Christopher Hitchens, the maverick essayist, unabashed atheist and cable television gladiatorwhose long list of targets included Bill Clinton, Henry Kissinger, and even Mother Teresa and organized religion, has died from pneumonia, a complication of esophageal cancer. He was 62.
Hitchens died Thursday at the MD Anderson Cancer Center in Houston, according to a statement released by Vanity Fair late Thursday night.
“There will never be another like Christopher. A man of ferocious intellect, who was as vibrant on the page as he was at the bar,” Vanity Fair editor Graydon Carter said in the statement. “Those who read him felt they knew him, and those who knew him were profoundly fortunate souls.”
Born in Britain April 13, 1949, and educated at Oxford, Hitchens authored more than a dozen books. He achieved his greatest notoriety with the 2007 best-seller “God Is Not Great: How Religion Poisons Everything,” in which he dismissed faith as wish fulfillment and religion as “the main source of hatred in the world.”
With its publication, Hitchens became the public face of atheism. Critics assumed his cancer diagnosis, in 2010, would lead Hitchens to relent and embrace God. But he remained a proud non-believer to the very end, as he made clear in an early October 2011 speech at the annual Atheist Alliance of America convention in Houston, as he accepted the Freethinker of the Year Award.
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Christopher Hitchens poses for a portrait at…
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Christopher Hitchens poses for a portrait at The Hay Festival, May 30, 2010 in Hay-on-Wye, Wales.
His body gaunt from the ravages of cancer, Hitchens said, “We have the same job we always had: to say that there are no final solutions; there is no absolute truth; there is no supreme leader; there is no totalitarian solution that says if you would just give up your freedom of inquiry, if you would just give up, if you would simply abandon your critical faculties, the world of idiotic bliss can be yours.”
Hitchens’ career followed a remarkable arc. As a young man, Hitchens was a Trotskyite who sold “The Socialist Worker” on London street corners. By 2003, he had become such a supporter for invading Iraq, critics considered him a neoconservative. More recently, he wrote that he voted for Barack Obama, but had no regrets that George W. Bush won the 2000 and 2004 elections.
Through it all, Hitchens never shied from a fight. He called Kissinger a “war criminal” and Clinton a “psychopath.” Historian Arthur Schlesinger Jr. was a “Kennedy suck-up.” And he said George W. Bush’s ascension to the White House proved “anyone can be president.”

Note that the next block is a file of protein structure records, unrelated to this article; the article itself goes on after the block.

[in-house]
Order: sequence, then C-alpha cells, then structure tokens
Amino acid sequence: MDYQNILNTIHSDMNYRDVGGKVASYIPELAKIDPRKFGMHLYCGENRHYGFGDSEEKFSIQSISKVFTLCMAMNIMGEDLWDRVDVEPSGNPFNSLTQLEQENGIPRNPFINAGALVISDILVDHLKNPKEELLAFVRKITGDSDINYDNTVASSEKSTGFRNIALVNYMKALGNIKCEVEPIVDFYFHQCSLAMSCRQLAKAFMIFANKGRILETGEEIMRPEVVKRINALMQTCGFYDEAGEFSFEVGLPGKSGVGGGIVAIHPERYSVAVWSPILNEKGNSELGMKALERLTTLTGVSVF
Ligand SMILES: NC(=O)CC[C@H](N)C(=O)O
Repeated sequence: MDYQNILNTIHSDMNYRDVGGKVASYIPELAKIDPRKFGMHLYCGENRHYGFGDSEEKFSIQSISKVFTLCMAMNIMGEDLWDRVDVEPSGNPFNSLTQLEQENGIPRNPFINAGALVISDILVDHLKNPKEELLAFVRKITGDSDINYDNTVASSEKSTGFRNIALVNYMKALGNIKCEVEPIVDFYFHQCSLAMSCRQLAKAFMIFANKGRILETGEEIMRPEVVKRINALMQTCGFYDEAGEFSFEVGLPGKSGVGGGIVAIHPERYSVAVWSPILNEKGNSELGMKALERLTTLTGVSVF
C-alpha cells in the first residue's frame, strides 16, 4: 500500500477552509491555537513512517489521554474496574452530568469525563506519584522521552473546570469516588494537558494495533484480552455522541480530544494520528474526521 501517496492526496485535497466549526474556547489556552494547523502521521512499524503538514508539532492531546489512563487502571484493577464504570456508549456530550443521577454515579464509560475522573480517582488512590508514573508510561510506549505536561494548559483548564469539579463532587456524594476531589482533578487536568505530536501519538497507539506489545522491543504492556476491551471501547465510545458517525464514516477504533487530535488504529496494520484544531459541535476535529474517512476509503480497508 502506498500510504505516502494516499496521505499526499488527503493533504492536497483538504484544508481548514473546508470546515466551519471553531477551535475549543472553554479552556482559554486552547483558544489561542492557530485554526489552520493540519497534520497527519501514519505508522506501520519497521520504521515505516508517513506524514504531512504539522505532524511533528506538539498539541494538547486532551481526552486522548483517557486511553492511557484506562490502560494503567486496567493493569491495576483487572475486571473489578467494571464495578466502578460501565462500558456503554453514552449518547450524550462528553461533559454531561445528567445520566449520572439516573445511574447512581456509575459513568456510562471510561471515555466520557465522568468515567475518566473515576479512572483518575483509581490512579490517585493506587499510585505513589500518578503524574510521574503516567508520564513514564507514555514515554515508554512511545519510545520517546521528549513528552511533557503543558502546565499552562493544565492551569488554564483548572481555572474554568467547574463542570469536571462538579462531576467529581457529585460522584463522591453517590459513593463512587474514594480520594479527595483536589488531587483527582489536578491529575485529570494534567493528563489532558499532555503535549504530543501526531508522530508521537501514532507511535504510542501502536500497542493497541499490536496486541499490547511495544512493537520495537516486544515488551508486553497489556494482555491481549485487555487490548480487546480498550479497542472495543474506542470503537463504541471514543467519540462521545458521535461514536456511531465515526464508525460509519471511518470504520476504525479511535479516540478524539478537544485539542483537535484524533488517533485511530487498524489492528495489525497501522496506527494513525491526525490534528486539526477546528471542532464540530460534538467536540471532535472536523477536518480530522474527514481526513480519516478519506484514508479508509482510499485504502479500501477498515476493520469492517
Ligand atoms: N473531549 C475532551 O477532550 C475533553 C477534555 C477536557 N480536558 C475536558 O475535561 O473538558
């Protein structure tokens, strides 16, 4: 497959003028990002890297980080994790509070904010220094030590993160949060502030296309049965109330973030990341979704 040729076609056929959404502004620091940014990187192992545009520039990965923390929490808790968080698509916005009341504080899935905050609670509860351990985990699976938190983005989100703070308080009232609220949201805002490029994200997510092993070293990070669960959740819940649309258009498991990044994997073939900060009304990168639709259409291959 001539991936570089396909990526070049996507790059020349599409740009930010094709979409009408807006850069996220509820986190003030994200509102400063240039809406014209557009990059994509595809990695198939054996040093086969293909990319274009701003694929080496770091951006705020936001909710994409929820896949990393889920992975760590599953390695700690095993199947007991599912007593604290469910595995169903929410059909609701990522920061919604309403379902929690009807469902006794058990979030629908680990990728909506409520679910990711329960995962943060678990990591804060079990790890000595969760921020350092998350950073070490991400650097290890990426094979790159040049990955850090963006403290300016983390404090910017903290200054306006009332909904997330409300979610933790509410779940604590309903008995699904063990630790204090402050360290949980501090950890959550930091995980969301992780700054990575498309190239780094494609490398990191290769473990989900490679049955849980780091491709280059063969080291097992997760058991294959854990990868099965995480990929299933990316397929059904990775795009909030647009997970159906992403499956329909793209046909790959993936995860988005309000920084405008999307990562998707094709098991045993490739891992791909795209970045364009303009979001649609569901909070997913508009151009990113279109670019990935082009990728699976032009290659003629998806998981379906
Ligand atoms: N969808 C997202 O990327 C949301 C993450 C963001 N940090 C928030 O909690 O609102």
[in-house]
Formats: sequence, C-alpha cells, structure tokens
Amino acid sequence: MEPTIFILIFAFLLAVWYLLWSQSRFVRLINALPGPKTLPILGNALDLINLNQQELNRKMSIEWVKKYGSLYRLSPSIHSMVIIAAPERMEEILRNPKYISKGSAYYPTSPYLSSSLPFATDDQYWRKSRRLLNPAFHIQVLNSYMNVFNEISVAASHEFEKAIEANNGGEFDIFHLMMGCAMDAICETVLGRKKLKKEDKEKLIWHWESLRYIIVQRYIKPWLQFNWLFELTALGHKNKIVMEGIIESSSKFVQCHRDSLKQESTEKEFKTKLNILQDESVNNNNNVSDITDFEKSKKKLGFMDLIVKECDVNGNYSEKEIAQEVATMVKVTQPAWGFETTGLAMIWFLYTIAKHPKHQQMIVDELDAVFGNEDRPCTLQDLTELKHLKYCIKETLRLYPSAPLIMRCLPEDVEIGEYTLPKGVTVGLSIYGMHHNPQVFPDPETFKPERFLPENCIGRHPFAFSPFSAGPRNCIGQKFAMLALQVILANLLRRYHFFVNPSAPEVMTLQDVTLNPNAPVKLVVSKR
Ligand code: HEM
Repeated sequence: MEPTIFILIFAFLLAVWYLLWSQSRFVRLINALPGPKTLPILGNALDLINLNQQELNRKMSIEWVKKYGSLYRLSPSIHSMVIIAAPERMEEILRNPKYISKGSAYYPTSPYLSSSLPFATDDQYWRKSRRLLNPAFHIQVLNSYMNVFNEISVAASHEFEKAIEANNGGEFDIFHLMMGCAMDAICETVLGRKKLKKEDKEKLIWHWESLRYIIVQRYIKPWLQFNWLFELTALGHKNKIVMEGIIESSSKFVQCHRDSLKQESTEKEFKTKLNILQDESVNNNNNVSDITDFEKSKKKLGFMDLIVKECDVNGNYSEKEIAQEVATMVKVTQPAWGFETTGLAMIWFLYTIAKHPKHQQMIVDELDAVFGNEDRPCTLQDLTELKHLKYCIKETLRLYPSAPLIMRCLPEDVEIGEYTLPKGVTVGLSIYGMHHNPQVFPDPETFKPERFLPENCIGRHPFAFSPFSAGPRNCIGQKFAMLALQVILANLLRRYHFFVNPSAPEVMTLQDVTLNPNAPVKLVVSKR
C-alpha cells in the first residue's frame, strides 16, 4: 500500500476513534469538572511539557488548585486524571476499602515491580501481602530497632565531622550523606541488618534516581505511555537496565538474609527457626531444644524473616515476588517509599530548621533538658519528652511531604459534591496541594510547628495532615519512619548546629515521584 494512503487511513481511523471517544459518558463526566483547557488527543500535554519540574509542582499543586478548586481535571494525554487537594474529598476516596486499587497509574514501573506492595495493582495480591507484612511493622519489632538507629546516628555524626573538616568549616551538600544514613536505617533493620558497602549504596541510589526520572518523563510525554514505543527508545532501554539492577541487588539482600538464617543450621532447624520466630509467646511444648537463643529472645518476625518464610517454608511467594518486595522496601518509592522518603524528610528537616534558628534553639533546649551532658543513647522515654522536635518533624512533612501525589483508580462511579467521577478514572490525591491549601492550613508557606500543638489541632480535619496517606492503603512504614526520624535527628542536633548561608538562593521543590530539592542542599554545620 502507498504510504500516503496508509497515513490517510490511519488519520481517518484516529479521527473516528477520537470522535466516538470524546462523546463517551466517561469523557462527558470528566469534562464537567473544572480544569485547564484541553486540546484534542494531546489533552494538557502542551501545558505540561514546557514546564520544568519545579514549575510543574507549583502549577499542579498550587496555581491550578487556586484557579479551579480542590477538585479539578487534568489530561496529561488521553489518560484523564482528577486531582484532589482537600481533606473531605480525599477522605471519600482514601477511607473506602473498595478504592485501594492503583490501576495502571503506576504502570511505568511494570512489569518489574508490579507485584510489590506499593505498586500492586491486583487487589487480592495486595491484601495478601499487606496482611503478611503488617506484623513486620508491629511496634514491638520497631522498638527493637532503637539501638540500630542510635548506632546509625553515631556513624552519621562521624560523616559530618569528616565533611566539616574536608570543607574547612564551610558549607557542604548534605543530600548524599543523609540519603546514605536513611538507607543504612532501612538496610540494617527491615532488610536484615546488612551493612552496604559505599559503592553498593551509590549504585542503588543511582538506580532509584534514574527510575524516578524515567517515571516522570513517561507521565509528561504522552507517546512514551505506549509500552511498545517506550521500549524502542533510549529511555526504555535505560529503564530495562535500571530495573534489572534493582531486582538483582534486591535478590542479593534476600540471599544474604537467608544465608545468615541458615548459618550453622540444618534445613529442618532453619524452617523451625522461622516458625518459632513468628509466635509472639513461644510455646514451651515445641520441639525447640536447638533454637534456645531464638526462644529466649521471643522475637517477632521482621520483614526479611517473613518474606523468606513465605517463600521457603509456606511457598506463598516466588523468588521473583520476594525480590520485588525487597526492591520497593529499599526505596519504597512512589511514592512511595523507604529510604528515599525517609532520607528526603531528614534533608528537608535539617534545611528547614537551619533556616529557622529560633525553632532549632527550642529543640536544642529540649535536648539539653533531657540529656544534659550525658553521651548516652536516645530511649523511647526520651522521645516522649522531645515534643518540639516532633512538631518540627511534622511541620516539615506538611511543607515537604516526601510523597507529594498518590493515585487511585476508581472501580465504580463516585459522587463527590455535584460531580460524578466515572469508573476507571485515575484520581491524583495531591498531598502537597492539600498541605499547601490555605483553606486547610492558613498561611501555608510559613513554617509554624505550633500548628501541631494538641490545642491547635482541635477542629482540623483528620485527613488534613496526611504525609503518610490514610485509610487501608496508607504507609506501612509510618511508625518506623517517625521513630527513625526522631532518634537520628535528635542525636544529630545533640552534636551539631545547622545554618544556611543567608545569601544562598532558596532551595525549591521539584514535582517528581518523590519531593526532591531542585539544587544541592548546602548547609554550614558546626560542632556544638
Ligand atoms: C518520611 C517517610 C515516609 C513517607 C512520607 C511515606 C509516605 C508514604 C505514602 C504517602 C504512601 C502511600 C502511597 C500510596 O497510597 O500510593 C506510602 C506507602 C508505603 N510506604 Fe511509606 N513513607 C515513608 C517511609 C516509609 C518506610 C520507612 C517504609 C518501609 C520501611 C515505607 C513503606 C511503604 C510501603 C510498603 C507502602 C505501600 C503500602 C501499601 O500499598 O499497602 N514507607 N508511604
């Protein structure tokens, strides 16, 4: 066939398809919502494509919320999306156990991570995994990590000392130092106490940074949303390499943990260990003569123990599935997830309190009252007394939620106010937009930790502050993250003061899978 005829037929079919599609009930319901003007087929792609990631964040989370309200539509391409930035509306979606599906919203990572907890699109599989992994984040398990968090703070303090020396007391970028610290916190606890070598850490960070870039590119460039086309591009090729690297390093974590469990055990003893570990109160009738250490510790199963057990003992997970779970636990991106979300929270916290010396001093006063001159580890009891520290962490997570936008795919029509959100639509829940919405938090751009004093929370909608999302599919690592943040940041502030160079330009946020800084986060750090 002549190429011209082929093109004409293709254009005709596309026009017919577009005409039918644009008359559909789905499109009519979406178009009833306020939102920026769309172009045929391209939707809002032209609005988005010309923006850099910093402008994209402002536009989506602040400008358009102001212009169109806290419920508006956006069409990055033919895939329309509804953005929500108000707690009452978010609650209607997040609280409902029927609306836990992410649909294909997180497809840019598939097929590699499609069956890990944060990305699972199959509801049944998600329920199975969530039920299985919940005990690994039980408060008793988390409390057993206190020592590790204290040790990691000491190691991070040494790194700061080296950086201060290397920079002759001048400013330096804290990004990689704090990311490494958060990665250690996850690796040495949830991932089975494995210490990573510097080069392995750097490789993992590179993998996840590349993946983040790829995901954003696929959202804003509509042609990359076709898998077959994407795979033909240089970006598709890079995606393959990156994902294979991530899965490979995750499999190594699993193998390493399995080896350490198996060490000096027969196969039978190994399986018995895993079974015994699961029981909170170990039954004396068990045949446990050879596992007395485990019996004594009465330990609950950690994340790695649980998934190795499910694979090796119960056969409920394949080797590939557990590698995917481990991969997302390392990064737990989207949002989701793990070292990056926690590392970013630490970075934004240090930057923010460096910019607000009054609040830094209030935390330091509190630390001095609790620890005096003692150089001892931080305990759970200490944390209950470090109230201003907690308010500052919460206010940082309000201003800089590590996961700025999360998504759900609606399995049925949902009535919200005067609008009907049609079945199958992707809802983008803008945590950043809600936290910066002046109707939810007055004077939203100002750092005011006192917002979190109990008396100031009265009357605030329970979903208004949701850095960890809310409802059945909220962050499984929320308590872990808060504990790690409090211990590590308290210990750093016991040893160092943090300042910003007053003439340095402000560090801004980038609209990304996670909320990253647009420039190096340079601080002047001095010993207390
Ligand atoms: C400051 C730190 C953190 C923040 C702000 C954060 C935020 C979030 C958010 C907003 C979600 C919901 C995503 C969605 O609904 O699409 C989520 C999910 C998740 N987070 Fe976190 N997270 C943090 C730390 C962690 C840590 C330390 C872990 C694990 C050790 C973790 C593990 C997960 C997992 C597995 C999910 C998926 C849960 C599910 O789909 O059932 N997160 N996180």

Hitchens took aim at a saintly target with the provocatively titled paperback, “The Missionary Position: Mother Teresa in Theory and Practice.” To Hitchens, the acclaimed charity worker was “a fanatic, a fundamentalist and a fraud” who was more interested in furthering Catholic doctrine than tending to the poor. One reviewer called it “a cruise missile of a book.”
Critics labeled him a “professional controversialist,” even a “performance artist.” Former allies on the left were especially outspoken. Liberal writer Alexander Cockburn once posted on his website an attack on Hitchens under the headline, “Letter to a Lying, Self-Serving, Fat-Assed, Chain-Smoking, Drunken, Opportunistic, Cynical Contrarian.”
“You’d think I’d driven over their pets and abducted their daughters,” Hitchens told The New Yorker in 2006.
He denied that he had shifted to the right; he characterized his world view as “post ideological.”
“I’m a member of no party. I have no ideology. I’m a rationalist,” he told USA Today in 2010. “I do what I can in the international struggle between science and reason, and the barbarism, superstition and stupidity that’s all around us.”
Hitchens’ career as a journalist and author took him to 60 countries and many war zones, from Bosnia to Beirut. A gifted speaker, he cemented his status as a public intellectual by debating his views around the U.S. with proponents of contrary positions.